CHINA. Beijing: China conducted its largest-ever military exercises outside Taiwan on Thursday, launching ballistic missiles, deploying fighter jets and deploying warships in a show of force prompted by the House Speaker’s visit. from the United States, Nancy Pelosi, on the island.
Pelosi defied several stern warnings from Beijing, which considers the self-governing island part of its territory, becoming the most high-profile US official to visit Taiwan in years.
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China responded by launching a number of exercises in various areas near Taiwan, some of which were only 20 kilometers (12 miles) from the island’s shores and crossed some of the world’s busiest shipping channels. .
The exercises, which included a “conventional missile firepower attack” in waters east of Taiwan, began around noon (0400 GMT), according to the Chinese military.
According to Eastern Theater Command spokesman, Senior Colonel Shi Yi, the mission was to test the accuracy and ability of the missiles to prevent an adversary from entering or controlling a space.
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Taiwan said the Chinese military “in several batches” fired 11 Dongfeng-class ballistic missiles and denounced the drills as “irrational activities that jeopardize regional peace”. Taipei has remained mum on where the missiles landed or whether they passed the island.
Eyewitnesses saw a number of small missiles on the border island of Pingtan firing into the sky, followed by plumes of white smoke and loud booms.
On the mainland, a cluster of five military helicopters flies at a relatively low height near a well-known tourist attraction at what is believed to be China’s closest point to Taiwan. The exercises, according to Beijing, will continue until Sunday noon.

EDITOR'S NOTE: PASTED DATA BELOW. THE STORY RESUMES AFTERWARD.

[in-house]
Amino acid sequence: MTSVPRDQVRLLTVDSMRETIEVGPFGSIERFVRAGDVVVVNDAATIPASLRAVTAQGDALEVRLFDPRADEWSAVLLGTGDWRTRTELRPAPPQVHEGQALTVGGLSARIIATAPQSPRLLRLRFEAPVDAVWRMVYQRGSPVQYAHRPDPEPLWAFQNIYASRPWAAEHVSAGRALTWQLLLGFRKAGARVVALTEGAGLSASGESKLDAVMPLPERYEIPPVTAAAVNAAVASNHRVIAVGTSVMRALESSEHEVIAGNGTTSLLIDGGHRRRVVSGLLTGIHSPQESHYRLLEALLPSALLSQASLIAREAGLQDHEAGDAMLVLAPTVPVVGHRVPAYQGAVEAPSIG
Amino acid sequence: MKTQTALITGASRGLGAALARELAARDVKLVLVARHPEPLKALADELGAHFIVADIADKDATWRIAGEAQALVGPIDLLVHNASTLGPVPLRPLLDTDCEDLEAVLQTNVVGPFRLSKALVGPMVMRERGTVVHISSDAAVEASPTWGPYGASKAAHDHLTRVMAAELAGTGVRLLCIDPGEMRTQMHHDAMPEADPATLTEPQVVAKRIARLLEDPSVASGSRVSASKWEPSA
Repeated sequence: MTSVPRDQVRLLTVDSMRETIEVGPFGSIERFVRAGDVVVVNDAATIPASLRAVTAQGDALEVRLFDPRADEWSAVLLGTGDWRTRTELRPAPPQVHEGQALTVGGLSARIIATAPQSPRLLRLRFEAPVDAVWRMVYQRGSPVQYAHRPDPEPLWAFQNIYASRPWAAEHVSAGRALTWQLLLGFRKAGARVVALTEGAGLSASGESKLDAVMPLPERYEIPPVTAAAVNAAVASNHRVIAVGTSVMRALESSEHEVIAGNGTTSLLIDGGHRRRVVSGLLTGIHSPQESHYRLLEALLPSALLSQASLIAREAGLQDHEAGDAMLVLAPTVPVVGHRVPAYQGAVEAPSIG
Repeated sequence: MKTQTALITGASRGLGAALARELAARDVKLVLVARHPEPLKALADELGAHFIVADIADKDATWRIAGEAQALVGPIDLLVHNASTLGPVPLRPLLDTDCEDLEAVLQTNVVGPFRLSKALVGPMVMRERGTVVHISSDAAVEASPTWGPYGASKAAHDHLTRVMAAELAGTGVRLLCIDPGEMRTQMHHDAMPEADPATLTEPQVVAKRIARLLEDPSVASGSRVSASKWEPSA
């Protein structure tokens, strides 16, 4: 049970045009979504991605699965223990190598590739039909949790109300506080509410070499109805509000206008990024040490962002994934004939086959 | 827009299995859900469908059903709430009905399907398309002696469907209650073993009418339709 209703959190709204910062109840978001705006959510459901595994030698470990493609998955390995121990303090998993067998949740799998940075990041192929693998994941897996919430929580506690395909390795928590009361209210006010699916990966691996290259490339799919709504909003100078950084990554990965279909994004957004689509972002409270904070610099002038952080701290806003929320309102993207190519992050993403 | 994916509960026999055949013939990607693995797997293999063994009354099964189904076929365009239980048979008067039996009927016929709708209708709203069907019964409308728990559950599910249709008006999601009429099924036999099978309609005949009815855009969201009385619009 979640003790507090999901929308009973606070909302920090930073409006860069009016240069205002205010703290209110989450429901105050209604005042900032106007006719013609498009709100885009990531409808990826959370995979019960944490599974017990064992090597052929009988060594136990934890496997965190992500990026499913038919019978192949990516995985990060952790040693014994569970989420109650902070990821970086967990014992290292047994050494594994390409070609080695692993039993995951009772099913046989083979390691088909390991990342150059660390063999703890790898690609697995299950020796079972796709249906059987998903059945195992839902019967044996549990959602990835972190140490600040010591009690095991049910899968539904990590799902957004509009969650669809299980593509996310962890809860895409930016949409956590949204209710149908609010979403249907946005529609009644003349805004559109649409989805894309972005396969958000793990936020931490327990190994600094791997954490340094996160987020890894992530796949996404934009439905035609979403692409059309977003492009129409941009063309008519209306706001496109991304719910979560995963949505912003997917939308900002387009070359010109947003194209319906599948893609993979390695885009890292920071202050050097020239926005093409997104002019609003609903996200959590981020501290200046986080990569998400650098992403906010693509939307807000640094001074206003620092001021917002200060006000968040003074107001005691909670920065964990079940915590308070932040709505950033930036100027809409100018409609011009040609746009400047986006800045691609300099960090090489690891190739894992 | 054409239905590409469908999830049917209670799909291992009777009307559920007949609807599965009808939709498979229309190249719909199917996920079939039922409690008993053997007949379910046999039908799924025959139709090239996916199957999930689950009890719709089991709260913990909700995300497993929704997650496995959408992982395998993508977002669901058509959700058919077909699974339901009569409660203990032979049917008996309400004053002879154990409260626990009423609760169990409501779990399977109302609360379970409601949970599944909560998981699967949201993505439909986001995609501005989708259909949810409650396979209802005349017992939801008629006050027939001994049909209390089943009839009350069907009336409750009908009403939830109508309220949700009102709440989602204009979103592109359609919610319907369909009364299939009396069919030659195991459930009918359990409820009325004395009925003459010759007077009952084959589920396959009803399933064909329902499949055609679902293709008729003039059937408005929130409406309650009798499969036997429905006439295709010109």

Extremely close range
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Beijing has defended the exercises as “just and necessary” blaming Washington and its partners for the escalation. During a routine briefing on Thursday, Hua Chunying, spokesperson for the Foreign Ministry, said that “in the face of this brazen provocation, we must take legal and necessary measures to safeguard the country’s sovereignty and territorial integrity. “.
According to military specialists who spoke to CCTV from Beijing, the intention was to simulate a potential blockade of the island and confine pro-independence forces on the island.
According to Zhang Junshe, senior researcher at the Naval Research Institute of China, “The goal is to demonstrate that the PLA is capable of controlling all exits from the island of Taiwan, which will be a formidable deterrent to the secessionist ‘Taiwan independence’ forces.”
Meng Xiangqing, a military analyst, pointed out that “operations are carried out at an unprecedented distance from the island of Taiwan.
“The activities will have a stronger deterrent effect than ever before.”
The movements are occurring along some of the world’s busiest shipping lanes, which are used to transport semiconductors and electrical products made in East Asian manufacturing hubs to international markets.
According to a warning from the Taiwan Maritime and Port Bureau, ships should stay away from locations used for Chinese drills.
The Taiwanese cabinet also claimed that the drills would disrupt 18 international routes that cross its flight information area (FIR).
Taiwan’s 23 million people have long faced the prospect of an invasion, but it has worsened under President Xi Jinping, China’s most powerful leader in a generation.
Ahead of a major ruling party rally this fall, where Xi is expected to be given an unprecedented third term, analysts say China’s leaders are eager to project power.
According to Amanda Hsiao, senior China analyst at the International Crisis Group, “China’s declared military exercises indicate a significant escalation from the existing base of Chinese military actions around Taiwan and the last Taiwan Strait crisis in 1995-96.”
Beijing sends the message that it disapproves of Taiwan’s sovereignty.
Analysts, however, said that at this time China has no intention of escalating the situation beyond its ability to handle it.
The last thing Xi wants is a “involuntary conflict”according to Titus Chen, associate professor of political science at National Sun Yat-Sen University in Taiwan.
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